The Transportation Security Administration (TSA) has introduced new facial recognition technology at Baltimore-Washington International Airport to aid its credential authentication technology (CAT) in detecting fraudulent IDs and passports. The new system uses pictures of travellers’ faces to verify their credentials automatically, providing greater efficiency for passengers and security personnel. The TSA has invested $128m in rolling out the first batch of CAT machines equipped with facial recognition technology to 16 airports across the US. “This technology is valuable because it enhances detection capabilities for identifying fraudulent IDs such as driver’s licenses and passports”, said Christopher Murgia, federal security director for Maryland.
The system is set to transform airport security, improving safety and increasing the ease of passenger travel. The facial recognition technology linked with CAT scanners has garnered some concern, however. The government has previously cited privacy concerns as a reason for not requiring airlines to adopt the same technology. Facial recognition can be used to gain access to people’s smartphones, and some fear that hackers could use it to access security checks, which could be a potential risk as airports adopt this technology.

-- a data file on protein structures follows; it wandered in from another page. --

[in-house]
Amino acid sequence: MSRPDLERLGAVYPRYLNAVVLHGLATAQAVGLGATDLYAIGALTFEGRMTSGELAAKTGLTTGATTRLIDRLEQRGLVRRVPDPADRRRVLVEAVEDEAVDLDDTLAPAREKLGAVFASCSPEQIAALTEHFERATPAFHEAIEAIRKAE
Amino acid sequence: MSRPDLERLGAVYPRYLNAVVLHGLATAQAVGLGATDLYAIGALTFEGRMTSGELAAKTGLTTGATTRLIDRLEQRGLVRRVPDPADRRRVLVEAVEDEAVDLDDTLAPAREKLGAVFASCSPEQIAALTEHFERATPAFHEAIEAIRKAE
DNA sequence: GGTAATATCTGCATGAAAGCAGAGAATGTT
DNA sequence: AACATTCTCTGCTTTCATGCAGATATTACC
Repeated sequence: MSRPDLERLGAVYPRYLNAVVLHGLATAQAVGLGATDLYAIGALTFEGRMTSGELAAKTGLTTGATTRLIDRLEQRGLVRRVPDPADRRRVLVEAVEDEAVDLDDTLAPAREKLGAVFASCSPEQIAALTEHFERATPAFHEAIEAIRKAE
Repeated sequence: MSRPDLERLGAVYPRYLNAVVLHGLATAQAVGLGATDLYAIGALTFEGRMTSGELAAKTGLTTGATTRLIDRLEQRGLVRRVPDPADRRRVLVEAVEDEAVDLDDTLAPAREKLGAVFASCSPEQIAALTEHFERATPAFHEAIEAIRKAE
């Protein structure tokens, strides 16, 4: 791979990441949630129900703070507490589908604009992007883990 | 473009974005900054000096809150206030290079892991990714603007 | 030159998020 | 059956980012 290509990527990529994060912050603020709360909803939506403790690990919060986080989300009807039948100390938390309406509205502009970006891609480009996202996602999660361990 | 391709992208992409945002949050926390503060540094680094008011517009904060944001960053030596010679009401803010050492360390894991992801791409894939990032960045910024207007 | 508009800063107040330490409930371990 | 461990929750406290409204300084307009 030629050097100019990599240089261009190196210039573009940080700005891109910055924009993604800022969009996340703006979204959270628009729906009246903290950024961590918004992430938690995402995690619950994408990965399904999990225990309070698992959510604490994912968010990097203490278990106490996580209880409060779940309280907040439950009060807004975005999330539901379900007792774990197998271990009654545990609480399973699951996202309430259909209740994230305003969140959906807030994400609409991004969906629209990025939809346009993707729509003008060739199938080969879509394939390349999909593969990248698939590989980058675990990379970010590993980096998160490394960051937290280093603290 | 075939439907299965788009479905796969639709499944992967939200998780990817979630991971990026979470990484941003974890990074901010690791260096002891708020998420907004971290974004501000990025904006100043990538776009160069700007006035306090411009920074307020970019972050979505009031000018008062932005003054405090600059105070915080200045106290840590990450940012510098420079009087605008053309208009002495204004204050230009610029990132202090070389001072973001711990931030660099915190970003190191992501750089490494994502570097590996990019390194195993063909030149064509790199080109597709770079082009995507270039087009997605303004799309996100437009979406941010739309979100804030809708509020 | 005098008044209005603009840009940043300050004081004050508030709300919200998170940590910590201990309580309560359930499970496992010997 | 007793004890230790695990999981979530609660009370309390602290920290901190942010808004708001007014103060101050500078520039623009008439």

Despite these concerns, the TSA has said that photographs from facial scans are only used for comparison with the travellers’ picture IDs and no other purpose. The machines can also read a range of other IDs, including permanent resident cards, visas, military common access cards, and Global Entry cards.
The first generation of CAT scanners was implemented at US airports in 2018, which eliminated the need for passengers to scan boarding passes at the podium pre-security. “The second generation of CAT machines, which include facial recognition scans, are being deployed in many US airports,” said Murgia.
Facial recognition technology has been on the rise globally and is being implemented in several industries. Experts view it as a valuable tool that could help reduce fraud compared to card-based and token-based systems. However, critics have voiced their concerns about privacy and security implications.
In addition to security benefits, there is a growing consensus that facial recognition technology will kick-start a new era of technological development, increasing efficiency and optimisation in several industries. Banks, hospitals, and schools around the world are all exploring the benefits and applications of facial recognition technology.
As for airport security, the TSA has confirmed that the deployment of CAT scanners with facial recognition technology will help increase the accuracy of screening, while also speeding up the process of security checks. “The TSA intends to deploy these biometrics technologies in a way that supports both security and privacy,” said TSA Administrator David Pekoske.
As the number of US airports with new machines expands, it is expected that facial recognition technology will fast become the norm across the industry. It remains to be seen whether similar systems will be introduced elsewhere in the world, but it is certainly a trend that is set to gather momentum.